Academics are well aware that these norms are relatively arbitrary, but usually assume that similar norms do not influence the content of their talks or papers.  But I strongly suspect that not only are some presentation formats considered too silly to be taken seriously, the same also applies to many topics.  That is, I suspect academics refuse to consider certain topics and theses because such things just seem silly.  Academics assume that silly-seeming topics must be unworthy of study, but this conclusion may not really be based on much analysis; it could be the same immediate unthinking reaction they would have to a prof in a clown suit.

I’m thinking of writing an oped on this subject, and so want to collect a list of candidate topics that seem unfairly ignored because they just seem silly.  Can you suggest topics for this list, and reasons why they should be considered more seriously?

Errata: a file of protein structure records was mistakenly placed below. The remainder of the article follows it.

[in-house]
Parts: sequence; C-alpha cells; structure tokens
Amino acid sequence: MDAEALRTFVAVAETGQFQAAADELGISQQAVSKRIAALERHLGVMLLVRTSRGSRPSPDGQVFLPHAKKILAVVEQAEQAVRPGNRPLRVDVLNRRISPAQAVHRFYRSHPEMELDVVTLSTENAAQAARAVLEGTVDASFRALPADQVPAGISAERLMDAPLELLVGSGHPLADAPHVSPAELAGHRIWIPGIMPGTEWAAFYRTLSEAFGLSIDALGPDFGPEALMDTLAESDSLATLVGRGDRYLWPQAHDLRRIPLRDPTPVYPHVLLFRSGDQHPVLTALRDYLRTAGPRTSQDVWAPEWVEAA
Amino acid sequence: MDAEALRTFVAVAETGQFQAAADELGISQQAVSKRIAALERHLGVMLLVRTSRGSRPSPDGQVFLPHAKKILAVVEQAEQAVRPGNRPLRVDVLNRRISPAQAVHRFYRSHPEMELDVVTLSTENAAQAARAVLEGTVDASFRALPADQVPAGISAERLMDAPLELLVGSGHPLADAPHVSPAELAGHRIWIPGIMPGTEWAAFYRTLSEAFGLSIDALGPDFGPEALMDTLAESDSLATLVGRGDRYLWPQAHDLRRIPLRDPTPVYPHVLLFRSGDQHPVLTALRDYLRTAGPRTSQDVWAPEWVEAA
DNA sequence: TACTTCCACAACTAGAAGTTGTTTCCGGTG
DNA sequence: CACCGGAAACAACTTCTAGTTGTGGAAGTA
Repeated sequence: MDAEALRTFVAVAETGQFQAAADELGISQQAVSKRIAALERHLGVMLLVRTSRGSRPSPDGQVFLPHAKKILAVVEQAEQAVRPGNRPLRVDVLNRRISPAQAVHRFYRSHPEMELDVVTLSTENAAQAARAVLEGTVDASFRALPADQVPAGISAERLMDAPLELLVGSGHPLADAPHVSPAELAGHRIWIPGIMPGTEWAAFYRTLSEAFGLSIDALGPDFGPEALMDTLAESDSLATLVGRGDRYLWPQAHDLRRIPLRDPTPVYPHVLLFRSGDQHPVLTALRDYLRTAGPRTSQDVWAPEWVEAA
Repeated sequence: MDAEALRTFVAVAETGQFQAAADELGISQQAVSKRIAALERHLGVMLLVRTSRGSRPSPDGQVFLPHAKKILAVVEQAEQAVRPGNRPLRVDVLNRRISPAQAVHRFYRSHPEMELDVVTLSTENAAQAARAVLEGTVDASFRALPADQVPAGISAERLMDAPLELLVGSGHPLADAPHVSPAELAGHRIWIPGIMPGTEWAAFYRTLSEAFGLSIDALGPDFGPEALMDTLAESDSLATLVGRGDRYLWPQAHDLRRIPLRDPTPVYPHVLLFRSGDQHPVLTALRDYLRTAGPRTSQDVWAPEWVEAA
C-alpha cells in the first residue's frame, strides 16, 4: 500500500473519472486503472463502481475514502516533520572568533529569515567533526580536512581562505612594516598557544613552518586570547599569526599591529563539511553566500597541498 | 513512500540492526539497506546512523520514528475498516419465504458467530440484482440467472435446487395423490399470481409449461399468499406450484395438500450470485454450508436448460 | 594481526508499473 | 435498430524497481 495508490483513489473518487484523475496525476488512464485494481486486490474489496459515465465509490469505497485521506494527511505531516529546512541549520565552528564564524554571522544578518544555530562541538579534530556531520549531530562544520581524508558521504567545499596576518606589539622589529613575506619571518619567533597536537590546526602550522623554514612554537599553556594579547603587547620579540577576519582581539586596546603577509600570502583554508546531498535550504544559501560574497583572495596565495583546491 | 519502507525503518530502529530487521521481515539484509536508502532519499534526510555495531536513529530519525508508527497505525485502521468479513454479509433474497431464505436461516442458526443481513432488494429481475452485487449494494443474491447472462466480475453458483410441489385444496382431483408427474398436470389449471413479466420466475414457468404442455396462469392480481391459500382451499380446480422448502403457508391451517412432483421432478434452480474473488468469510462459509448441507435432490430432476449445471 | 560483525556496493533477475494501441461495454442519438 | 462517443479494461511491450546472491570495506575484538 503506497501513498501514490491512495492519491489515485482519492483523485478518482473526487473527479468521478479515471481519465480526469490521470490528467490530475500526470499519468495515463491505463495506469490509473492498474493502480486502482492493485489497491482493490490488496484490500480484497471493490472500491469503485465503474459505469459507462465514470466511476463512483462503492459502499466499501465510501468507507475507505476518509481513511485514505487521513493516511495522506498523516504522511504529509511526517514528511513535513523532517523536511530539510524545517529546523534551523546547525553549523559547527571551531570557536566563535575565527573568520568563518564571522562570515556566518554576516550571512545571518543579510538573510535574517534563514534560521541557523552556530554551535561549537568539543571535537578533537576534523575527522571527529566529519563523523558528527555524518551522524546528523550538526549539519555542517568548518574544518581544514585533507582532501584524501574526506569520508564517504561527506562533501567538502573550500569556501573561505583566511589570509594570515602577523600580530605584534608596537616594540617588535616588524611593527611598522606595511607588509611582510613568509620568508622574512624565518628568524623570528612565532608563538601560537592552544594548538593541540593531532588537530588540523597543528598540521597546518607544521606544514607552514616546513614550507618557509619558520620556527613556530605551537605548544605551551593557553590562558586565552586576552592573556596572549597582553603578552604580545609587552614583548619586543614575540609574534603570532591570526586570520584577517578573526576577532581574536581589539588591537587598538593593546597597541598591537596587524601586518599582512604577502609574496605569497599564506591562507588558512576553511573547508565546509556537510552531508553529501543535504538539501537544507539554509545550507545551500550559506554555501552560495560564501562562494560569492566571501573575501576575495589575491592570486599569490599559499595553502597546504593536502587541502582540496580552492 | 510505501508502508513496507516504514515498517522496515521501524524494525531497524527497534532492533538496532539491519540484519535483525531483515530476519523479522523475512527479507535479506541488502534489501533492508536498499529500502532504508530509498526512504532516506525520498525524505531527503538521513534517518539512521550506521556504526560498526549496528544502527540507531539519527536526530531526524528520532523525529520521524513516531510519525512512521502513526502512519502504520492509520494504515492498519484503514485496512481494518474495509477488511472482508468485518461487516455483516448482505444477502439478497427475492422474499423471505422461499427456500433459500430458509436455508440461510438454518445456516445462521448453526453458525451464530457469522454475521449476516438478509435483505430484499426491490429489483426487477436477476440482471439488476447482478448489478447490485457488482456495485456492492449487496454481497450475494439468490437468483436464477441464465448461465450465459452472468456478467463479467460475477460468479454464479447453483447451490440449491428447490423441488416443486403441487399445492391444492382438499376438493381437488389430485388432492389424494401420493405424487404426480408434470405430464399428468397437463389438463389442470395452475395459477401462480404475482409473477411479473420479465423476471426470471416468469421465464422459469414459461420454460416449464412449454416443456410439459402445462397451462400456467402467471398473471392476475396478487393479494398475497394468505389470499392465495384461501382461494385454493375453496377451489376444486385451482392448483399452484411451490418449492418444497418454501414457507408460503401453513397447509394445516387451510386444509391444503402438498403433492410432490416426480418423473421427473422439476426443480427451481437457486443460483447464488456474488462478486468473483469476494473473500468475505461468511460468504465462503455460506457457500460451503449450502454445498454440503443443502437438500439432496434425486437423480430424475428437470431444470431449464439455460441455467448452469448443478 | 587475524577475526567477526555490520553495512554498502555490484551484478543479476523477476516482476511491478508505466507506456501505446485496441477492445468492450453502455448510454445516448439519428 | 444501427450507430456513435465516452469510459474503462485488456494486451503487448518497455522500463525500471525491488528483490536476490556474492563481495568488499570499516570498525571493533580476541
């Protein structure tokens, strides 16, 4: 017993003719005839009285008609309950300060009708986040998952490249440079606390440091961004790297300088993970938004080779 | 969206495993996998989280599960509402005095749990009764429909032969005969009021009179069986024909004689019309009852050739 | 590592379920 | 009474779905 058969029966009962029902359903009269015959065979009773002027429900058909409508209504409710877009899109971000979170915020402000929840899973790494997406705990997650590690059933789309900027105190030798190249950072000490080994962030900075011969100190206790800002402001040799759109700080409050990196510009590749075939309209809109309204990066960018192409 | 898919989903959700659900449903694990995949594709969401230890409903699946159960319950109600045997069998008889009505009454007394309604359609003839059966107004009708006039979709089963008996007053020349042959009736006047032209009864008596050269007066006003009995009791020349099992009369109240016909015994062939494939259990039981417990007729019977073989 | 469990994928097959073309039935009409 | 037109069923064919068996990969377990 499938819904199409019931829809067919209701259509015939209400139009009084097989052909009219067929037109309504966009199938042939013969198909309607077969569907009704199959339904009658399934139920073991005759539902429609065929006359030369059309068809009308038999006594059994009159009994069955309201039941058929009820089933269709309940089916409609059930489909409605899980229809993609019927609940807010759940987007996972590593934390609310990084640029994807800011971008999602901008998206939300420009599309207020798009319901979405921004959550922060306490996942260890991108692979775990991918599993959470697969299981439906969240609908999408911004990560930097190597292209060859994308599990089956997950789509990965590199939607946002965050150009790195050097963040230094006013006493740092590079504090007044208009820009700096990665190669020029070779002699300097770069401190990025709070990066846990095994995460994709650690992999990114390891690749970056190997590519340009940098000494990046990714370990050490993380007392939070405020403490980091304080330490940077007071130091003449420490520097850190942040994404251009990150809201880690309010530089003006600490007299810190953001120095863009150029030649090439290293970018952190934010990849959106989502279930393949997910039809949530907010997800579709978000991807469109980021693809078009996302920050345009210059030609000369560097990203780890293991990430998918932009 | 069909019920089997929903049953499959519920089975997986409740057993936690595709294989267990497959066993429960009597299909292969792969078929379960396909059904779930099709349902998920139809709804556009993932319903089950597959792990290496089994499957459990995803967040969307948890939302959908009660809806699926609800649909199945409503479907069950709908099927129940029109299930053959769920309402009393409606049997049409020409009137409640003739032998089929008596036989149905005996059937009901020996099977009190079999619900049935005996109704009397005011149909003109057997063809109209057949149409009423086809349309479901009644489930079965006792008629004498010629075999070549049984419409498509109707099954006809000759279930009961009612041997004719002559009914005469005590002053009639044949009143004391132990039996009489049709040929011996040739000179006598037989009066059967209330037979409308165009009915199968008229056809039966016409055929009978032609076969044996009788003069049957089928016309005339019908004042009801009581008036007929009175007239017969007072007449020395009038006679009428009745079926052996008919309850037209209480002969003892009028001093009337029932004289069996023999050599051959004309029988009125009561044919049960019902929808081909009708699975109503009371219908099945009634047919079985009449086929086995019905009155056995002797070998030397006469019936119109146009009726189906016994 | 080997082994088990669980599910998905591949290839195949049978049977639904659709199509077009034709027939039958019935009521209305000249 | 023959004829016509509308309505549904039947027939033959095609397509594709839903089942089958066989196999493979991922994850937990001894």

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Election Review Articles

Academics have a great tradition of review articles.  Even in areas where studies are conflicting and controversial, review articles try to present a neutral summary of the current state of the debate.  Of course review articles are often accused of being covertly partisan, but at least they are usually not overtly partisan.  Review article authors usually focus on hard analysis and data over speculation, and bend over backwards to appear neutral via their tone, style, and presentation.  This social norm of neutral summaries seems to help academics aggregate info in complex areas.